On November 13, 2015, in an email to the university community, you stated, “I agree that we must work together to end racial injustice in higher education. Racism and discrimination have no place on our college campuses or elsewhere in society.” While this statement is important, you have not actually proven that you are committed to doing the work necessary to change this campus culture. You do not regularly attend meetings for identity-based organizations on this campus or reach out to them, your office hours are inaccessible for most because there are so few of them, and you are dismissive to students when they present you with ideas on changes that can be made. You go on to say, “I stand behind you as you reach out in support of your fellow students here and on other campuses around the country.” We need a leader who will not stand behind us. We are calling for a leader who will stand next to us in solidarity, helping us fight the various oppressions we face each day. We need a leader who sees the importance in engaging with our communities on a regular basis, and a leader who actively listens to us no matter how we express what we have to say.
We’ve been told you called us rude.
As we know, our protests are not the only protests that you have condemned. Stand Up for Grad Students at Brown University published a letter in the Brown Daily Herald to University of Michigan students. In it, they state, “Last but not least, Schlissel opened his tenure at Michigan by condemning Brown undergraduates, graduate students and Providence community members who protested former New York City Police Commissioner Ray Kelly’s lecture on campus one year ago today. Students spoke out against Kelly’s unconstitutional ‘stop-and-frisk’ policies and raised larger challenges to institutional racism in the United States.” When asked why you did not come to the sit-in on Thursday night, you said that you did not come because “demands are rude.” The fact of the matter is, student protest happens when students believe their voices are not heard, acknowledged, and accounted for. You failed to acknowledge our first demand, and frankly, you blatantly ignored your students. Deciding not to come and acknowledge these students was, in fact, rude and dismissive, yet again. Moreover, it was racist. We see a pattern from you, where you place less value on student voices when they are not on your terms. This means that you wish to maintain a power dynamic in which notions of civility are more important than addressing injustice on the campus you are meant to lead.
Furthermore, your claims to want to help race relations on campus do not match with your dismissiveness of our demands. When our demands were first presented to you over dinner, the demands were glossed over and forgotten. Interestingly enough, according to your post-election interview with NPR in Fall of 2016, you reached out to the students who supported President Donald Trump after a simple Google document, #NotMyCampus, was sent out. It is very frustrating as an activist to not be acknowledged despite the time we dedicate to change on this campus for marginalized groups, whereas it takes a single Google document for primarily white students with oppressive opinions to grasp your attention. On a positive note, you acknowledge that “[your] role as the leader of the community was to stand up for our community’s values [...]”, but there is little to no evidence of what you did to “stand up”. This poses a different question: what do you actually do?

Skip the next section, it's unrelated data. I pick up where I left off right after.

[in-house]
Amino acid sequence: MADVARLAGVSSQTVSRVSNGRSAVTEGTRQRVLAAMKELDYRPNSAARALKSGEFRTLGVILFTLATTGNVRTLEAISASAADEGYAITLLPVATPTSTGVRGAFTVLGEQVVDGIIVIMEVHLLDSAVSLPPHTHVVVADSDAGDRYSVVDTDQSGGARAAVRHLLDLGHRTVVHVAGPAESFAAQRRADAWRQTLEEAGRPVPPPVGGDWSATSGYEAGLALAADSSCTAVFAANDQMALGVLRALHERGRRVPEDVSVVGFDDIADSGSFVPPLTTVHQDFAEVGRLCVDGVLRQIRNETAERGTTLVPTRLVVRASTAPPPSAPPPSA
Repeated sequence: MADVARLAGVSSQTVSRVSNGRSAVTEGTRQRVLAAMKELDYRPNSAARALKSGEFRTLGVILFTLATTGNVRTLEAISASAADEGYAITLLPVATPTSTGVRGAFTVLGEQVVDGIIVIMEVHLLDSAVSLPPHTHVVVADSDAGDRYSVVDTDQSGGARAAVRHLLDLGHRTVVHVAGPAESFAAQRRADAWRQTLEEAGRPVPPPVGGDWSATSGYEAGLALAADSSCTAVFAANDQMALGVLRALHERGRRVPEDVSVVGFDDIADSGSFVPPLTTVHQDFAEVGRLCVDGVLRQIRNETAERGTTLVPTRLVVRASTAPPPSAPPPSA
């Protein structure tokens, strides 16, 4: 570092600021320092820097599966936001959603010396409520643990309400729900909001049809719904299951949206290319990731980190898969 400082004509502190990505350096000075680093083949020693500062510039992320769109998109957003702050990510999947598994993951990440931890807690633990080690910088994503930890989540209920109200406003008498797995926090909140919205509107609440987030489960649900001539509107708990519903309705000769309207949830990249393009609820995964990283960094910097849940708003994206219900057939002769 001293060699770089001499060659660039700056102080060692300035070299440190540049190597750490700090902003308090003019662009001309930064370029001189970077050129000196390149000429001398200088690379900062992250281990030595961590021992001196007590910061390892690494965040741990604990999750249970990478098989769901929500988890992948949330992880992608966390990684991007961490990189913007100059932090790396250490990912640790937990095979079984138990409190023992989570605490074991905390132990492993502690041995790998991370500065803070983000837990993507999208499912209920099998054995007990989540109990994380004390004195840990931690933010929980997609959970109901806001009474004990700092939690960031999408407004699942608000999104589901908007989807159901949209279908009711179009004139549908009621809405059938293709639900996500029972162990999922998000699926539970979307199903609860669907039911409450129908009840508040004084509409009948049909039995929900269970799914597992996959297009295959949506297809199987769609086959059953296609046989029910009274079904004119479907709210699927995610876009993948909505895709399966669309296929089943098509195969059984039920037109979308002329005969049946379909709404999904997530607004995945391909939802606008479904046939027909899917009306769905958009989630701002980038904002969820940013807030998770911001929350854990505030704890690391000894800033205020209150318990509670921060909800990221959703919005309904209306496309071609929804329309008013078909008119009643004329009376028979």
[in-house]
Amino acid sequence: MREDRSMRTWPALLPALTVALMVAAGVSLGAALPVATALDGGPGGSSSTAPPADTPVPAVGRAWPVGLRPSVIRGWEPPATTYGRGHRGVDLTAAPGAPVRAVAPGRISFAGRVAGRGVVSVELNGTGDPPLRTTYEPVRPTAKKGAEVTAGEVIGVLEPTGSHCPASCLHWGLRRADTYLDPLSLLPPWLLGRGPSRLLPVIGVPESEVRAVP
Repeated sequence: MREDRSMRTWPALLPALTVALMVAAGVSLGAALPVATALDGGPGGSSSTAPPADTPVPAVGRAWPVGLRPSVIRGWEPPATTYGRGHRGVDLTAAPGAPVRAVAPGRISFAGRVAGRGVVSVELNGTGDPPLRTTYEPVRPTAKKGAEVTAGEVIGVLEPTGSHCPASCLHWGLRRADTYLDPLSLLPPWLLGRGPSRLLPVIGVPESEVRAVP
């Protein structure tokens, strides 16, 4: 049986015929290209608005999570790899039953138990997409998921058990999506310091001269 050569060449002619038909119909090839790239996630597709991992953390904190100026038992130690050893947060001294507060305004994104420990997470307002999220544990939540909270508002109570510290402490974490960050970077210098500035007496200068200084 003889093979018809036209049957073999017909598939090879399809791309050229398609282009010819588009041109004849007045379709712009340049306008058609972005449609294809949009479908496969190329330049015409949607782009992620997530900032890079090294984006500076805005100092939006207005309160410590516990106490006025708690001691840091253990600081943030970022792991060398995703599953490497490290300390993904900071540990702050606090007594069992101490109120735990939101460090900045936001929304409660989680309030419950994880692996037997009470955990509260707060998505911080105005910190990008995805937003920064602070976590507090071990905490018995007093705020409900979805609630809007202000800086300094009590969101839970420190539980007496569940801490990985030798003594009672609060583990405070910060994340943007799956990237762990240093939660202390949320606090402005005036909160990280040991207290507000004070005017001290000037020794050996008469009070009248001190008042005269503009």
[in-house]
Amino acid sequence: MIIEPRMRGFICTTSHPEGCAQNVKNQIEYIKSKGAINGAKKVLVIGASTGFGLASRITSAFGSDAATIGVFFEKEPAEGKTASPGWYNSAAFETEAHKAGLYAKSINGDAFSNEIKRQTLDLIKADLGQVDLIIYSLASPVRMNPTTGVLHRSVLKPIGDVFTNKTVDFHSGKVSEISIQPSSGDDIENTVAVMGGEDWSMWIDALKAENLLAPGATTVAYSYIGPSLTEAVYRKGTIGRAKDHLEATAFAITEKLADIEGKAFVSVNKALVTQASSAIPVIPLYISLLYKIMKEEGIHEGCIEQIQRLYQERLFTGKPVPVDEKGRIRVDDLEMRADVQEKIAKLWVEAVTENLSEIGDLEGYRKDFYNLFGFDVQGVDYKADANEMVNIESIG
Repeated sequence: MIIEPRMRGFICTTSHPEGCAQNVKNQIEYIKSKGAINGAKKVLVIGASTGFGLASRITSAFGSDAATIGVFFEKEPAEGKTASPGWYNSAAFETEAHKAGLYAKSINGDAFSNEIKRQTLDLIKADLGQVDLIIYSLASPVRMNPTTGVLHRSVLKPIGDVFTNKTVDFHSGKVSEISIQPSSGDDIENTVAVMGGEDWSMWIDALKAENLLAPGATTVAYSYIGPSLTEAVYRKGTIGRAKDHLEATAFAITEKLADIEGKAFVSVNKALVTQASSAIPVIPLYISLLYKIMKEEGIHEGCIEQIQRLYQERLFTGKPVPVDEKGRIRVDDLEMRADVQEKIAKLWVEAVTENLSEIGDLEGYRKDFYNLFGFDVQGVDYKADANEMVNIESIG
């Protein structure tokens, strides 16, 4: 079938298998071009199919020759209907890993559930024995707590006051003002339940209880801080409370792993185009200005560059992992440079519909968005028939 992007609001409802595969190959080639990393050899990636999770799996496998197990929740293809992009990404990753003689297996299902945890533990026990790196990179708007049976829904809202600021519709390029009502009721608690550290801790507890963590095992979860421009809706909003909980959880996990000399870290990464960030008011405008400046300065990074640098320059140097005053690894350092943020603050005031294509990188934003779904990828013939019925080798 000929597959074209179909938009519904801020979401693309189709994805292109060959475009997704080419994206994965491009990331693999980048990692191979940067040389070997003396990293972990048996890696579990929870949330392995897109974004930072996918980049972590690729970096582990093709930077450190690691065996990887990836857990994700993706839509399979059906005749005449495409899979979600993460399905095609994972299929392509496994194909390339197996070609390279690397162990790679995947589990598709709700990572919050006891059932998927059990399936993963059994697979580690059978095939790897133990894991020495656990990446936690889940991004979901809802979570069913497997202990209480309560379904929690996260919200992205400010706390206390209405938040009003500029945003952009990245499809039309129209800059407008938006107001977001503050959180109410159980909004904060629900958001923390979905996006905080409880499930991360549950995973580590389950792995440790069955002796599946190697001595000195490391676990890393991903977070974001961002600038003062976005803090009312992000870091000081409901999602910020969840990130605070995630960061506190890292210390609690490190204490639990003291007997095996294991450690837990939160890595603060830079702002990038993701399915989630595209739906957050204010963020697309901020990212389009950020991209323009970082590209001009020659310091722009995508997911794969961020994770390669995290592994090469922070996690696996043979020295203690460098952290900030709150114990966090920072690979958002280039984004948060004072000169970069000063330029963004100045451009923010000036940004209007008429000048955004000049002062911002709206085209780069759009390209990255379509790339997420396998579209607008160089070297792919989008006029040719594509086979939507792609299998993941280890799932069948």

We do not look to invalidate your occupation, but it is hard to understand what actions you personally take, especially when student groups advocate for change, and you in turn take credit for this. It is hard for us to decipher whether or not you truly care about social justice, or if you use these opportunities for positive publicity for the university’s image. As we have said before, “The University of Michigan’s DEI plan was conveniently announced after the incident at the University of Missouri, and after Harvard and Yale’s commitments to increasing funding for diversity.” This can be seen again after Students4Justice’s Sanctuary Campus Walk Out for undocumented folx’s rights on November 16, 2016. When you agree to the same values such as your support for international students in your public statement in January 2017, it is important to acknowledge the work of students. As students who are already under attack, we do not need you to demonize us, but rather celebrate us. We highlight inequities on campus so that they can be addressed. Historically, we have seen that student protests that centered equity have only made this campus better-- as such, you need to acknowledge the work and sacrifice of student activists. You need to hold yourself accountable and actively counter white supremacy and the various forms of oppression present in our society and on our very own campus. Your complicity is unacceptable.
President Schlissel, please be sure to read our University’s vision statement. http://www.accreditation.umich.edu/mission/
“We are a community of learners”, and we are calling on you to educate yourself.
“We gladly accept the challenges and opportunities confronting us and understand that the University of Michigan must change, adapt, and grow to meet the needs of a rapidly evolving society. We will always focus on the horizon.”